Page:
Sheryl Sandberg fetes new Indian Prime Minister, big tech's favorite ultranationalist

By Mark Ames , written on July 8, 2014

From The News Desk

On July 3, when most Americans were preparing their illegal home fireworks shows, or battening down the storm hatches, Facebook COO Sheryl Sandberg was  paying a well-publicized visit to India's controversial new leader, Narendra Modi, the ultranationalist who recently swept to power.

Sandberg's appearance came on the same day as Sen. John McCain's visit to Modi, pitching for America's weapons industry in case Modi follows through on plans to open up India's arms market to foreign investors.

In theory, technology is not supposed to be a violent reactionary's best friend, but in the case of Narendra Modi and his Hindu supremacist BJP Party, that is exactly the case. Modi boasts of having 19 million Facebook followers, second in the world among politicians after President Obama. On twitter, Modi is the world's third most popular politician with 5.09 million followers, after Obama (43.9 million followers) and the Pope (14 million followers). Last month, Modi ordered his ministers to open Facebook and Twitter accounts.

The tech community both in India and in Silicon Valley has carried on a woefully underreported love affair with Modi, despite his violent past and authoritarian tendencies. As PandoDaily reported in May, eBay billionaire Pierre Omidyar's top man in India from 2009 through early this year, Jayant Sinha, simultaneously worked to help elect Modi and his BJP Party in 2012-13, according to senior BJP officials. While Sinha was serving as head of Omidyar Network India Advisors, Omidyar Network's largest single country operation during the past few years, Sinha also served as a director in a murky but highly influential BJP security and economics think tank, the India Foundation, whose founder, Ajit Doval, is now serving as Modi's powerful National Security Advisor. Many see Modi's NSA behind recent government threats to crack down on progressive NGOs like Amnesty and Greenpeace, and in prioritizing waging a domestic war on terror against landless peasant insurgents.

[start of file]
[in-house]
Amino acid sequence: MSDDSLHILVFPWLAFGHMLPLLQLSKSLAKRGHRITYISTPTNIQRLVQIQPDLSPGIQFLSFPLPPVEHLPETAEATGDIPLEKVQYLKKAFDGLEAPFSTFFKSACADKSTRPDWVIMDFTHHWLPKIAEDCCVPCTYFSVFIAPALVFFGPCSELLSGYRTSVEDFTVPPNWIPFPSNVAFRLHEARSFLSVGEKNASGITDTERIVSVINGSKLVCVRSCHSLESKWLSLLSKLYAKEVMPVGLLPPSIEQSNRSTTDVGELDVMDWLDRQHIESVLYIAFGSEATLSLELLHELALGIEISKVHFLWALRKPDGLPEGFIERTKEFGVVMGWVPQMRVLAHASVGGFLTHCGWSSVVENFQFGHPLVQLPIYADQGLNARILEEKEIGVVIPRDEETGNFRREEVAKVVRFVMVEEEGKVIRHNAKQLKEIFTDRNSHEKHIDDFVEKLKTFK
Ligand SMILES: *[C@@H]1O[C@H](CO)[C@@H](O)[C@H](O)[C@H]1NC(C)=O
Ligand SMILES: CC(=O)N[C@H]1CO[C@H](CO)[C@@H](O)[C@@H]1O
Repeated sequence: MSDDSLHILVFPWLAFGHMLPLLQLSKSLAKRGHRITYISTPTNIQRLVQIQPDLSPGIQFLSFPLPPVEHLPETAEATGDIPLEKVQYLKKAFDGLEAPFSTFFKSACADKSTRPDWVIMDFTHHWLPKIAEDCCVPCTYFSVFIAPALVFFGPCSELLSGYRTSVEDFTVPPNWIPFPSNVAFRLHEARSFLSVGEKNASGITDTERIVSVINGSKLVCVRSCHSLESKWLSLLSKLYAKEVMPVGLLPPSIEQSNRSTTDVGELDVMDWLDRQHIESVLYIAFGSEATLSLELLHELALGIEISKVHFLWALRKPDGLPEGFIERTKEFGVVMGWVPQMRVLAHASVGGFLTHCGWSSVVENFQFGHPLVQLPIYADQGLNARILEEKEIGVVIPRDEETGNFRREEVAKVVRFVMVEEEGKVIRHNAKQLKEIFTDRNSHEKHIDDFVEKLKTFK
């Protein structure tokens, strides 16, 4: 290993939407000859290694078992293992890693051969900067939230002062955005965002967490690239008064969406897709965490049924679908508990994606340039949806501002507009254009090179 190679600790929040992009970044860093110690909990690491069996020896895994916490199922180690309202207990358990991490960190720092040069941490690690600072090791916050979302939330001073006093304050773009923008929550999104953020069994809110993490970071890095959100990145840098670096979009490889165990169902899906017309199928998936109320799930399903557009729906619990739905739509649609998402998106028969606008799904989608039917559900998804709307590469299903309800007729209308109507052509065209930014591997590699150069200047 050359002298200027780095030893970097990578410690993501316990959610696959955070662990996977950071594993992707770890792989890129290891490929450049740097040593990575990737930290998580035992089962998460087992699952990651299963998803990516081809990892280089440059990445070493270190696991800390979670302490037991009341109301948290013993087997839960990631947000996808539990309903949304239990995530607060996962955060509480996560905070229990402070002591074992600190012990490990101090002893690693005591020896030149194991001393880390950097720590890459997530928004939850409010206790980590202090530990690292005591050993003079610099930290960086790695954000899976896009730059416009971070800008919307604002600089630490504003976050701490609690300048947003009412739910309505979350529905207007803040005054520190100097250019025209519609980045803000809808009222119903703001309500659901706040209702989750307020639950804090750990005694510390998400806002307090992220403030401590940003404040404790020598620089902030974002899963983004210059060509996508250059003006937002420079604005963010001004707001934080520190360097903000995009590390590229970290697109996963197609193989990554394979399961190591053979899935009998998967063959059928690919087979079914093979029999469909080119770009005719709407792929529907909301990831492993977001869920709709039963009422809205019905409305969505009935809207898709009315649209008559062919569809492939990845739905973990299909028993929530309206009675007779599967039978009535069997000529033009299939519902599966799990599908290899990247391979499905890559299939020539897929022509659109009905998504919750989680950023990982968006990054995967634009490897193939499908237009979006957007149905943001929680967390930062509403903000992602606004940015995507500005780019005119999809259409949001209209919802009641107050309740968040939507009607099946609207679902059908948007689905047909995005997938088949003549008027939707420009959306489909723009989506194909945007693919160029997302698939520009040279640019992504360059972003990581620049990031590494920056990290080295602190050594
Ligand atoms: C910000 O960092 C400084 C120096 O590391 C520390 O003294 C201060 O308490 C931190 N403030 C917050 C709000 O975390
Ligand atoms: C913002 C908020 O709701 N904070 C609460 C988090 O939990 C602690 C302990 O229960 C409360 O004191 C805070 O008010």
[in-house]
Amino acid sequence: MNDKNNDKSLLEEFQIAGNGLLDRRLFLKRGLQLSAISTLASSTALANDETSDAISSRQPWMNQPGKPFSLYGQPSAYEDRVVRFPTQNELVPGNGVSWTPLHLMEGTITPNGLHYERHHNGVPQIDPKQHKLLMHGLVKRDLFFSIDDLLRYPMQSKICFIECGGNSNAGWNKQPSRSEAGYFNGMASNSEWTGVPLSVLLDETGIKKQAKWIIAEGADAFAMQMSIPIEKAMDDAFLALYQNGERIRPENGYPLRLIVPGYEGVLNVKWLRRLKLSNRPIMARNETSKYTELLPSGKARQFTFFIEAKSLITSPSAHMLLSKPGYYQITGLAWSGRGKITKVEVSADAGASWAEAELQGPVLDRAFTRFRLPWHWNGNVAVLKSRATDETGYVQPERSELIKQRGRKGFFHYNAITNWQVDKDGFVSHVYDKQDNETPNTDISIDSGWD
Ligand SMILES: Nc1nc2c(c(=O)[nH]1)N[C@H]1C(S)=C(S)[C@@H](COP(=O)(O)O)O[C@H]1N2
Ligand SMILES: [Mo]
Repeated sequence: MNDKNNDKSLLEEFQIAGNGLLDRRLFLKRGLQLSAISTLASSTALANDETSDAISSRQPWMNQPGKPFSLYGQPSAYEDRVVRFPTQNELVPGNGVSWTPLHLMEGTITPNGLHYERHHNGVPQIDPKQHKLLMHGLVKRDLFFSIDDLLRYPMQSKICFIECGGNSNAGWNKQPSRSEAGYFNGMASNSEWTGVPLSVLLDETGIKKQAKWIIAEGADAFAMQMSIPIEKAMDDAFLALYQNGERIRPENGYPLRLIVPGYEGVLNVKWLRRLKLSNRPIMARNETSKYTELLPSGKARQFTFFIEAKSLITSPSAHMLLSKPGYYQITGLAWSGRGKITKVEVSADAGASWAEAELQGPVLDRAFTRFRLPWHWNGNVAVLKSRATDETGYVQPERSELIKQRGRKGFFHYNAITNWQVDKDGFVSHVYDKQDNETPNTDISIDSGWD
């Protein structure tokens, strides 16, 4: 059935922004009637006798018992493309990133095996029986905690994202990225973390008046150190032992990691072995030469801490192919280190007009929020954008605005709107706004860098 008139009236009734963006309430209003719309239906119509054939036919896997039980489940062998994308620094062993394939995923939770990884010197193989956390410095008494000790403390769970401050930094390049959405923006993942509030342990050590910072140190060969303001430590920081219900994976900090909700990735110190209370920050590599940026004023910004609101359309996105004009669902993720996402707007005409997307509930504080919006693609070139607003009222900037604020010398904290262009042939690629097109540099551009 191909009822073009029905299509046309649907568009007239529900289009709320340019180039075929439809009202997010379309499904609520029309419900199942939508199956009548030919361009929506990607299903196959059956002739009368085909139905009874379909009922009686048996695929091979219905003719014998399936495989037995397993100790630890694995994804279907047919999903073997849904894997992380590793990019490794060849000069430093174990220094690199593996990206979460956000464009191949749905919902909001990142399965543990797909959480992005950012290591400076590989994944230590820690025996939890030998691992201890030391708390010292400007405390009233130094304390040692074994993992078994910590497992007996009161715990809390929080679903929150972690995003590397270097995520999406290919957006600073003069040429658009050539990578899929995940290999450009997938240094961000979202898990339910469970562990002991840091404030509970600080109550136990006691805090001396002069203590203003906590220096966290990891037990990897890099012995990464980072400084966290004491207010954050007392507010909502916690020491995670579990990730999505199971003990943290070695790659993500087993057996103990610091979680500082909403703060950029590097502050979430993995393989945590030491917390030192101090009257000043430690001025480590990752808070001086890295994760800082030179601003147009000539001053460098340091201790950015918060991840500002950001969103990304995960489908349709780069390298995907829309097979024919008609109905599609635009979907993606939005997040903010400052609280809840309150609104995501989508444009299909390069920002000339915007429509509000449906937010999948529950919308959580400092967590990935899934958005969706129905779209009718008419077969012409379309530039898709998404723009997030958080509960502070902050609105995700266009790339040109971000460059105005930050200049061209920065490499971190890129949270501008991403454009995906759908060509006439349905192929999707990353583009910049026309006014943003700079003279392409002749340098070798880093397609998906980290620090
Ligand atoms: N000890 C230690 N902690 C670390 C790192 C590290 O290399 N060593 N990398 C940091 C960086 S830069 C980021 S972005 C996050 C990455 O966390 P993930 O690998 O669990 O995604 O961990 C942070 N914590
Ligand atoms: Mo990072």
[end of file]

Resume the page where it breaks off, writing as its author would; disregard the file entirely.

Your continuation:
Today, Jayant Sinha, former head of Omidyar Network India, is a member of parliament in Modi's ultranationalist BJP Party.

Along with Omidyar, Google and Eric Schmidt have helped promote Modi as the technology world's favorite. At home in India, techies helped fund and run Modi's hi-tech campaign, featuring a 3-D hologram of Modi appearing in dozens of campaign rallies at once.

All this in spite of Modi's notorious dark side: In 2002, when Modi was the chief minister ruling the state of Gujarat, deadly anti-Muslim pogroms broke out under his watch, killing and wounding thousands, and leading to the internal displacement of over 200,000 Muslims. Modi was condemned by Human Rights Watch and others, including the US State Department, which put Modi on a visa blacklist until his recent election. One of the Gujarat riot's victims, a 72-year-old Muslim MP named Ehsan Jafri, repeatedly called Modi for help from his compound, where dozens of Muslims took refuge. Modi's people were unreachable for hours until mobs ripped up the telephone lines; no one came to help. A Hindu mob tore down the gates, demanded Jafri come out on his own — then cut off his fingers, arms, and legs, tore open his belly, and burnt his corpse. Dozens more Muslims in  compound were murdered and raped. His widow, Zakia Jafri, failed in her long campaign for justice when a special investigative committee ruled that her husband had "provoked" the mob into dismembering and murdering him.

Modi himself rose up through the ranks of India's fascistic paramilitary, the RSS, which has played a key role in organizing several sectarian mass-killings in India over the years. It was an RSS member who assassinated Gandhi in 1948. Since taking power in a landslide election, Modi has appointed to his cabinet one minister implicated in inciting last year's deadly anti-Muslim pogrom in Uttar Pradesh that killed 60 people, mostly Muslims, and forced tens of thousands to flee their homes; Modi's minority affairs minister already declared that Muslims are not a minority, reasoning that India has too many Muslims to qualify as a minority.

Which brings me back to Sheryl Sandberg's meeting with Modi. According to the Economic Times, Facebook has 100 million users in India, which sounds like a lot, but represents "only" eight percent of the population. To Facebook, that means hundreds of millions of potential users yet to be Facebooked, and that is why Modi, the most social media-friendly authoritarian in the world, is someone Silicon Valley can do business with.

As Sandberg posted on Facebook after meeting with Modi:

"Meeting Prime Minister Modi gave me the opportunity to express my personal appreciation to him for making the education of girls and women a priority as equal opportunity is essential for strengthening all economies and creating a just world.

"...We look forward to working together to bring the next billion people online. Access=opportunity—creating more economic, social and political opportunities for the people of India." Silicon Valley seems to think it knows what it's getting into by investing so much in Modi — not just cash investments, but identifying tech values with Modi's values. Everywhere, it seems, including in India, techies are convinced that Modi is their politician. A rude awakening is coming when the ugly side of Modi reveals itself.